Torah Weekly

For the week ending 18 June 2016 / 12 Sivan 5776

Parshat Nasso

by Rabbi Yaakov Asher Sinclair -
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Editor’s note: This week Nasso is read in Israel and Bamidbar is read outside of Israel


The Torah assigns the exact Mishkan-related tasks to be performed by the families of Gershon, Kehat, and Merari, the sons of Levi. A census reveals that over 8,000 men are ready for such service. All those ritually impure are to be sent out of the encampments. If a person, after having sworn in court to the contrary, confesses that he wrongfully retained his neighbors property, he has to pay an additional fifth of the base-price of the object and bring a guilt offering as atonement. If the claimant has already passed away without heirs, the payments are made to a kohen. In certain circumstances, a husband who suspects that his wife had been unfaithful brings her to the Temple. A kohen prepares a drink of water mixed with dust from the Temple floor and a special ink that was used for inscribing G-d's Name on a piece of parchment. If she is innocent, the potion does not harm her; rather it brings a blessing of children. If she is guilty, she suffers a supernatural death. A nazir is one who vows to dedicate himself to G-d for a specific period of time. He must abstain from all grape products, grow his hair and avoid contact with corpses. At the end of this period he shaves his head and brings special offerings. The kohanim are commanded to bless the people. The Mishkan is completed and dedicated on the first day of Nissan in the second year after the Exodus. The prince of each tribe makes a communal gift to help transport the Mishkan, as well as donating identical individual gifts of gold, silver, animal and meal offerings.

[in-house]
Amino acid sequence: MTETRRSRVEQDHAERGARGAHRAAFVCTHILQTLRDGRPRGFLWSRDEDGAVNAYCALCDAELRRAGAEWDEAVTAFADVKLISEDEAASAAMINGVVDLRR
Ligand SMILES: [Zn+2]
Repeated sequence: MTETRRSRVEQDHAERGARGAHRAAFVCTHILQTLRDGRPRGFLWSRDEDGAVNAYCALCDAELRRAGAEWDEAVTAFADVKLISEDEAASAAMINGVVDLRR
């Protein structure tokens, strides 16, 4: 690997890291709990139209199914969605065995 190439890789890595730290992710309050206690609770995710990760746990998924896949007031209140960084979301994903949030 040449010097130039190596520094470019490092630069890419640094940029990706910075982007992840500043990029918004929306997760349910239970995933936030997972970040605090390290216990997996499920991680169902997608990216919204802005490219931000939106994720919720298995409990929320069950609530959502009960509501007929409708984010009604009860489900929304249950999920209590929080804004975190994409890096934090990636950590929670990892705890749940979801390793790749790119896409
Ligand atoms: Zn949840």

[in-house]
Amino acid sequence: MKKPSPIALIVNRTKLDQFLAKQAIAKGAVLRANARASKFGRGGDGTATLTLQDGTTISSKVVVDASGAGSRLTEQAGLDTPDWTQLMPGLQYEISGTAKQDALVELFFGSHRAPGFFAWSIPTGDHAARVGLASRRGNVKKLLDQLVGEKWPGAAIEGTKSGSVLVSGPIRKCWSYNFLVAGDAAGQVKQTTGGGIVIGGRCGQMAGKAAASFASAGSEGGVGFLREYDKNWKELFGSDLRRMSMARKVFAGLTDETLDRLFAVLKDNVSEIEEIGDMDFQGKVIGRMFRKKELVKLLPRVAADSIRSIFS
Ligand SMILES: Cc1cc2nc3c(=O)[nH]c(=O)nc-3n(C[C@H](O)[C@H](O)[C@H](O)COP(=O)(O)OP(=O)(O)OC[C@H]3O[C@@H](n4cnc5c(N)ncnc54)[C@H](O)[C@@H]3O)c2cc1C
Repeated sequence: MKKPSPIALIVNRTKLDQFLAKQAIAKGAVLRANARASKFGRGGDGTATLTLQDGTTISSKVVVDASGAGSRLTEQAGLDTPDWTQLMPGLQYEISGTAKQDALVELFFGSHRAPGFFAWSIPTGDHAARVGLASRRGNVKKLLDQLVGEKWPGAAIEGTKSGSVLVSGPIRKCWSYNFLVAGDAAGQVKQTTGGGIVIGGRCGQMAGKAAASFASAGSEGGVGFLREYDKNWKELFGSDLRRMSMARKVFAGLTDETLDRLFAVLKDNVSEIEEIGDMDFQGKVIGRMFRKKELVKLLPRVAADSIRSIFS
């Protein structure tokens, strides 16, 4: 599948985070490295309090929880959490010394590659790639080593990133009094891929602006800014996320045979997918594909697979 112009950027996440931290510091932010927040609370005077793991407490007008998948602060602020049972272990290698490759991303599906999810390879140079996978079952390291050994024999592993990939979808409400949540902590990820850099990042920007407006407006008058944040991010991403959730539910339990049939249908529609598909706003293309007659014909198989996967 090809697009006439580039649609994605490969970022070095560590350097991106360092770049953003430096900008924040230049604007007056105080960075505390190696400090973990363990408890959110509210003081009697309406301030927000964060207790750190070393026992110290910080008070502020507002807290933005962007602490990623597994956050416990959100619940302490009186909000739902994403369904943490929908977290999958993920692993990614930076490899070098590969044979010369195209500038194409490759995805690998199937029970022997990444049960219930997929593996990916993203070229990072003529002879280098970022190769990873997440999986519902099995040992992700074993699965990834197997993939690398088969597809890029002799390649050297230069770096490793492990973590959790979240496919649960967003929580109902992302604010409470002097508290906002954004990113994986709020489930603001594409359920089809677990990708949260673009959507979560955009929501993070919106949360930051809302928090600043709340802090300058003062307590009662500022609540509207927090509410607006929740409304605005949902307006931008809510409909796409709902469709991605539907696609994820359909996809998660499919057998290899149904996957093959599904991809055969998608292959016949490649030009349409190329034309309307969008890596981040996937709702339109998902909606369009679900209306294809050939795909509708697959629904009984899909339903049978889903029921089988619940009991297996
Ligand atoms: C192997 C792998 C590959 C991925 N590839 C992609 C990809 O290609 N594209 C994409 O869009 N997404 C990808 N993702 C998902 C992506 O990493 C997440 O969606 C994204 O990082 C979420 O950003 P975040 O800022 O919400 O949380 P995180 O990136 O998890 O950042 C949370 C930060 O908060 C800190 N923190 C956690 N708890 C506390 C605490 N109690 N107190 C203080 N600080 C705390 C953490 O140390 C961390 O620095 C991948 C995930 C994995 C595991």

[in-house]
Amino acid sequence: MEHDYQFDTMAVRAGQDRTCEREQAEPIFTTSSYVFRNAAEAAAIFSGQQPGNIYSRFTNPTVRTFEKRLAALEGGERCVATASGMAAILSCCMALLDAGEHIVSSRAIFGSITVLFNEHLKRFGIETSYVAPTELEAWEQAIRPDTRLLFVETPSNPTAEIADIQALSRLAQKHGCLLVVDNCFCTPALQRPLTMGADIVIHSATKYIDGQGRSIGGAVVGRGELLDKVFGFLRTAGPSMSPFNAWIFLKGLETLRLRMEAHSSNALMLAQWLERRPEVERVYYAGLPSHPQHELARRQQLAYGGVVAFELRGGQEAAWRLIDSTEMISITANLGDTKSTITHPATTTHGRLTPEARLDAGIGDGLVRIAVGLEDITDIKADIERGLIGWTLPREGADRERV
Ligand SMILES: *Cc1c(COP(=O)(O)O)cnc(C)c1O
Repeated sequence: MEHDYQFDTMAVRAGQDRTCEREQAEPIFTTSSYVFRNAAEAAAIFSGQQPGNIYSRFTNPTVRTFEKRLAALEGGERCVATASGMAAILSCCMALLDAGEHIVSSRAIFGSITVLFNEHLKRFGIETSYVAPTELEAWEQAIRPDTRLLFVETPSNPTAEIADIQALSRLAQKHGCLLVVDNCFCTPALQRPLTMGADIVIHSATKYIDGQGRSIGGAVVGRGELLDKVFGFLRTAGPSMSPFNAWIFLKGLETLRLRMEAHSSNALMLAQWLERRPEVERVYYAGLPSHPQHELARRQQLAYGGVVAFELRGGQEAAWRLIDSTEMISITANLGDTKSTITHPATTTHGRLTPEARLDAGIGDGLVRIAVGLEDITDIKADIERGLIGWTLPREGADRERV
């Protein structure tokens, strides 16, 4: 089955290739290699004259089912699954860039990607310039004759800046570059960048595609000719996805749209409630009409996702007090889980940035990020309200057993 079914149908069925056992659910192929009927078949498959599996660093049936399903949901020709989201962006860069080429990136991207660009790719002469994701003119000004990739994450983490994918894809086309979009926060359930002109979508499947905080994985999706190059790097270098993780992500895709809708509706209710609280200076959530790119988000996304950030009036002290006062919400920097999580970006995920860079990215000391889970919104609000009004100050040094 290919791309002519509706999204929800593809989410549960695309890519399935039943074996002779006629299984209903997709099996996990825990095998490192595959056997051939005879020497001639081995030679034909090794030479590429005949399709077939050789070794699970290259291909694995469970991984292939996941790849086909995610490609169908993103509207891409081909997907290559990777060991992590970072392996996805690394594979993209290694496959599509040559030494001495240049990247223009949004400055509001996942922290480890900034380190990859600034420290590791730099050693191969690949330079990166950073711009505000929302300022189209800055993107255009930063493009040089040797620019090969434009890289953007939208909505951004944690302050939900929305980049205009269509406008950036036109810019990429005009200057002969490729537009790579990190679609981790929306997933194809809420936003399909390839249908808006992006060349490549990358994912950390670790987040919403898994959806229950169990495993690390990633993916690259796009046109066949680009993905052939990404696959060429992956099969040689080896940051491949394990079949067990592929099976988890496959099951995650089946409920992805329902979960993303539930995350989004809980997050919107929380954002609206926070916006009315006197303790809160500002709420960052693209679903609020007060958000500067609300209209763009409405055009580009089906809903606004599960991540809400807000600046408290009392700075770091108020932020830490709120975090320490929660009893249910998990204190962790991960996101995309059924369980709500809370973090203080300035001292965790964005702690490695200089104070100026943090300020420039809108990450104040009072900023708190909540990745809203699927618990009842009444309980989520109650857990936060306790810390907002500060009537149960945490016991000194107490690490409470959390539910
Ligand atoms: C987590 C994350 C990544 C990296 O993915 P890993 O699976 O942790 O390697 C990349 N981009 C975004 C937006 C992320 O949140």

Preaching to the Unconverted

“…When a man or woman shall commit any sin that men commit by committing treachery towards G-d.…” (5:6)

Becoming Jewish is a “tortuous” procedure. The degree of sincerity and commitment that a non-Jew must display to prove his or her bona fides might well prove too much for those of us blessed to be born of a Jewish mother.

Thus, when a convert is accepted, the Torah charges us to “love the stranger” (Vayikra 19:34). Interestingly, the mitzvah to love our spouse is learned only from the general rule of “You shall love your friend as yourself”, whereas the imperative to love the convert is stated explicitly. In fact the Torah warns against cruelty, oppression, or unkindness to a convert 36 times!

Rashi explains that the seemingly general term of one committing "any sin that men commit by committing treachery towards G-d” means “theft from a convert.”

Someone who steals from a convert desecrates the Name of his G-d in the eyes of this convert who has come to seek refuge under the wings of the Divine Presence. For this reason the Torah uses the verb me’ila, which denotes misappropriation of Temple property and the like. Thus, someone guilty of such an offence must bring a korban chatat (a sin-offering) — the punishment for Temple property misappropriation.

  • Source: based on the Tzforno as seen in Talelei Orot

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